By Staff Sgt. C. Todd Lopez
WASHINGTON (April 03, 2003) -- Department of Defense leaders met with the House Armed Services Committee subcommittee on total force April 2 to discuss the future of the department's three exchange services.
Of specific interest was a potential merger of the Army and Air Force Exchange Service, the Navy Exchange and the Marine Corps Exchange. Recently, DOD officials considered consolidating the three organizations as a potential cost-cutting measure.
Lt. Gen. Michael E. Zettler, Air Force deputy chief of staff for installations and logistics, who also serves as the chairman of DOD's Commissary Operating Board, said reducing operational costs is always an important topic for programs that cater to the morale and welfare of military people and their families. In the case of exchange services, there appears to be opportunities to do just that.
"We don't need three distribution systems, or three information technology systems," he said. "I think there is an opportunity to continue the benefit for our soldiers, sailors, airmen and Marines, and reduce the cost."
According to Zettler, the importance of the benefits provided by exchange services cannot be overstated. First, they provide goods to servicemembers worldwide in places that commercial businesses often cannot go. Second, money from the non-profit exchange services is fed back into local morale, welfare and recreation funds in the form of dividends.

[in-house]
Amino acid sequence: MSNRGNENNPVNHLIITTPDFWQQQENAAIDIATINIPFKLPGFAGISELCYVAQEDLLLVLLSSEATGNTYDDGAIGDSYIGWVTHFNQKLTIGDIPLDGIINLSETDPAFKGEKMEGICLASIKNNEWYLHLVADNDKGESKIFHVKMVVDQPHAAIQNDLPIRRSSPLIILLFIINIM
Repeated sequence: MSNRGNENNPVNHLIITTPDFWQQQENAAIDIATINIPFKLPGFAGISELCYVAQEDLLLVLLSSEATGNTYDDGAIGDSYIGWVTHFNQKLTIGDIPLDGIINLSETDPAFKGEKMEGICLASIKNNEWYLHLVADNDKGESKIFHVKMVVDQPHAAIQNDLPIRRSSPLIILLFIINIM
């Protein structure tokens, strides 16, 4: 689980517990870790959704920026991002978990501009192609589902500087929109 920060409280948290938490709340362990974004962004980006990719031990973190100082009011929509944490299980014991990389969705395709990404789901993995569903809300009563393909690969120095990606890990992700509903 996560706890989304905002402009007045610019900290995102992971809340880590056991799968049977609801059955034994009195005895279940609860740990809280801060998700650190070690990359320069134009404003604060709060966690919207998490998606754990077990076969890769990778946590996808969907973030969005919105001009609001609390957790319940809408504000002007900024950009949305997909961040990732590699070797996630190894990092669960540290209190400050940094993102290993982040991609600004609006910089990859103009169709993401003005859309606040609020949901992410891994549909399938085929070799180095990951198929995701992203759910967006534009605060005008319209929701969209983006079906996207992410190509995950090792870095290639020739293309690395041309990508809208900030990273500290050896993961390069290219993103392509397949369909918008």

But financial projections for all three exchanges predict a reduction in those dividends, he said. And the cost savings generated by consolidating the three exchanges may be one way to get those dividends back on track.
"It may not be the only way, and it will be a difficult way," he said. "But it is one way to do that."
Army Maj. Gen. Kathryn G. Frost, AAFES commander, believes the consolidation of the three exchanges will succeed, but will require all three services to work together toward a common goal.
"I know consolidation can work," Frost said. "Whether or not it will work depends on how we plan and implement it. It has to be a very collaborative effort, and we have to work together to make that happen."
Charles S. Abell, principal deputy undersecretary of defense for personnel and readiness, stressed that there are no immediate plans to make any changes to the way the exchange services operate. Instead, DOD officials will develop a plan over the next 24 months and will then present that plan to Congress for approval, he said.
Regardless of whatever decision is made, the goal will remain the same.
"That bottom line has to be translated back into dividends that come back to the services in the form of MWR," Zettler said. "The bottom line is to take care of the troops."